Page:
Graco AirBooster

murphydog77

Admin - CPST Instructor
Staff member
Vehicle belts are designed to fit an average 160 lbs. man, not your average 4-10 year old child. That's why we have booster seats. A booster seat raises the child up so that the lap portion of the lap/shoulder belt falls across the bony hips, not the soft, easily injured abdomen. High back boosters, like the <b>Graco AirBooster</b>, have headrests with shoulder belt guides to keep the shoulder belt off the child's neck. Booster seats should <i>always</i> be used with a lap/shoulder seat belt.

<b>Who should use this seat?</b>

Graco recommends this seat for children who are about 3-10 years old, weigh 30-100 lbs., and are between 38" and 57" tall. The back can be removed and used for children who are between about 4-10 years old and 40” and 57” tall.

My opinion? This seat is for big kids. I tried my 41 lbs., 43” 5 yr old in it and it was way too big for her. She couldn’t bend her knees at the edge of the seat. It fits my 62 lbs., 52” 7.5 yr old wonderfully.

Choosing which seat to use should be based on many factors, including the way the seat fits in your vehicle, how the child fits in the seat, and, in the case of a booster, the maturity of the child. Because boosters allow more freedom of movement, the child must have the maturity to sit correctly in the seat without wiggling out of the seat belt or slouching over. Only you can determine if your child is mature enough, but we generally see this maturity around age 4. Also, a child under 40 lbs. is best protected by a seat with a 5-point harness. If you believe your over-40 lb. child is not mature enough for a booster, please click the link for "Niche Seats" on http://www.CarSeatSite.com/recommended_car_seats.htm to see your options.

<b>Assembly</b>

The <b>AirBooster</b> requires assembly and comes in 4 pieces: headrest, backrest, base, and shoulder belt clip for when the seat is used without the backrest. I was dismayed that I had to put the headrest and the backrest together. It was simple enough, but it was also something I feel Graco should have done already for the consumer. Most boosters that come with removable backs require that the backs be attached, so I was prepared for that. I also took the time to put the shoulder belt clip on in case we ever use the booster without the backrest; I just tucked it under the base when I put it in my vehicle. It also ensures that I won’t lose it.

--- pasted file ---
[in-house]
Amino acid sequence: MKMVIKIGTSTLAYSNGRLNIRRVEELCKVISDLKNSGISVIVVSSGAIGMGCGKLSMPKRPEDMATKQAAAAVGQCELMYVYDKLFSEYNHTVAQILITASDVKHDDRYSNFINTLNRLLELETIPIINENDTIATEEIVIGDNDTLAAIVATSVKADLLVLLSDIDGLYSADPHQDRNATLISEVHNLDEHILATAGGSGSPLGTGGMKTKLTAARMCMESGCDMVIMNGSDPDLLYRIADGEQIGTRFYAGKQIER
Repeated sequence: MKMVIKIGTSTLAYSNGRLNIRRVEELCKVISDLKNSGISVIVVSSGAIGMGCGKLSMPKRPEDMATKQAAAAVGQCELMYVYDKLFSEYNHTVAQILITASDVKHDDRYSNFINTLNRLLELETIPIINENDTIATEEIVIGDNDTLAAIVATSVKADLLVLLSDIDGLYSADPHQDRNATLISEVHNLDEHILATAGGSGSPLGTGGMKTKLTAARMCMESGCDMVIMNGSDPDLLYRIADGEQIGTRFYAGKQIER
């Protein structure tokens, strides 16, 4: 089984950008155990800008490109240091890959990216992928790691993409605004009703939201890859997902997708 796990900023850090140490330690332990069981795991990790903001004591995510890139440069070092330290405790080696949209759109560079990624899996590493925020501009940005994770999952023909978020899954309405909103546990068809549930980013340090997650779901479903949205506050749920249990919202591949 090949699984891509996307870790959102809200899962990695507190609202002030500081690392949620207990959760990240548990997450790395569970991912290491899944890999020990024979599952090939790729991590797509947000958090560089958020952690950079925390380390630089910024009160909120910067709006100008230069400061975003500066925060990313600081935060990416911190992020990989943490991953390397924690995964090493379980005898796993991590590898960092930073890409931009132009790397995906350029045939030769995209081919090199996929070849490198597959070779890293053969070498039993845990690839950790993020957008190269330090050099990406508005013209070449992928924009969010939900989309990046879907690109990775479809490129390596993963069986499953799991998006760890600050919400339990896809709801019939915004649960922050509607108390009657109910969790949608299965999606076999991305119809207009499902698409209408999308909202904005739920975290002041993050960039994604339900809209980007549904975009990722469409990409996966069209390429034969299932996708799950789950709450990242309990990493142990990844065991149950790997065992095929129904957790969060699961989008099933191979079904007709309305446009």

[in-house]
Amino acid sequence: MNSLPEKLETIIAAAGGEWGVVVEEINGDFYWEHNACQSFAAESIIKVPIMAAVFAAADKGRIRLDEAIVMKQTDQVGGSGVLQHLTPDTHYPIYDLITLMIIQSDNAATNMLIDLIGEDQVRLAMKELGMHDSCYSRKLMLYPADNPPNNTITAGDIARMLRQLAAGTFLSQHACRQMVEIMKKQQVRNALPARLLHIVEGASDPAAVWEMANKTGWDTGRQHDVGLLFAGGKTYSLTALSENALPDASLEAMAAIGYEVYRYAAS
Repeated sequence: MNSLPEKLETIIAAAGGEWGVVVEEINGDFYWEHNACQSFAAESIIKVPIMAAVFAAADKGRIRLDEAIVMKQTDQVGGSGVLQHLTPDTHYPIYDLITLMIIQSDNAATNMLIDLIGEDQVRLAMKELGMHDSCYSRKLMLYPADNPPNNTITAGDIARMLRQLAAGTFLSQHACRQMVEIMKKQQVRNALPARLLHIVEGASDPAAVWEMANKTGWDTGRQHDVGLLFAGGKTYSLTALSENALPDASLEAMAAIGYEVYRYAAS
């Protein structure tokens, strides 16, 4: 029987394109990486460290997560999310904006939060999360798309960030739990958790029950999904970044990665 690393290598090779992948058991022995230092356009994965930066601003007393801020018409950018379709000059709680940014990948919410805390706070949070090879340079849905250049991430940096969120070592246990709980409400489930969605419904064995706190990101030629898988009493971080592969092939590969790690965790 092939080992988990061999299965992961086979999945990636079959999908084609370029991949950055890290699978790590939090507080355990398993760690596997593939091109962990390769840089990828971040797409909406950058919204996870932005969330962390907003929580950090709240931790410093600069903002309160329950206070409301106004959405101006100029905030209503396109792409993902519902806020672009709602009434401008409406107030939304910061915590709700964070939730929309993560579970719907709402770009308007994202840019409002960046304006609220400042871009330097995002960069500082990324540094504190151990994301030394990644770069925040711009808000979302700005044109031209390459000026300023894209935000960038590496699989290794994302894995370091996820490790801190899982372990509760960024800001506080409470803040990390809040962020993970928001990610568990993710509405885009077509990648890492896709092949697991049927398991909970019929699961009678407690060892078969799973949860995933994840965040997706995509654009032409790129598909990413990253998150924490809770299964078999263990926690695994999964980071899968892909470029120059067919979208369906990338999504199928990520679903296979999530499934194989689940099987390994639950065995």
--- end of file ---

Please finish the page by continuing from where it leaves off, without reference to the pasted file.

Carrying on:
<b>Features</b>

Features include:
*EPS foam in headrest (EPS foam is the stuff bicycle helmets are made of)
*beefy headrest
*stowable deep cup holders on both sides of the base
*wide seat for larger children
*deep seat for long-legged children
*comfort foam under the knees for support

The instruction manual is one of the longest booster manuals I’ve read, and I’ve read a lot. Part of the reason it’s so long is that there are a lot of easy-to-read diagrams showing what to do and what not to do with the seat. I think that’s great for parents with low reading ability or English as a second language. The warning to replace the seat after any crash is found in the front with the other warnings and the cover care instructions are found in the back.

<b>Cover and padding</b>

There are four covers available for the <b>AirBooster</b>. The cover for the back and head is a comfortable microfiber with a leather-like material on the sides. The base fabric is a mesh that is cool and bouncy. There’s a comfort foam under the knees right where the seat curves down. That’s a nice touch. The cover is attached to the seat with elastic, which makes for easy removal for cleaning, and is machine washable. The mesh on the base is not removable for cleaning.

<b>Installation and use</b>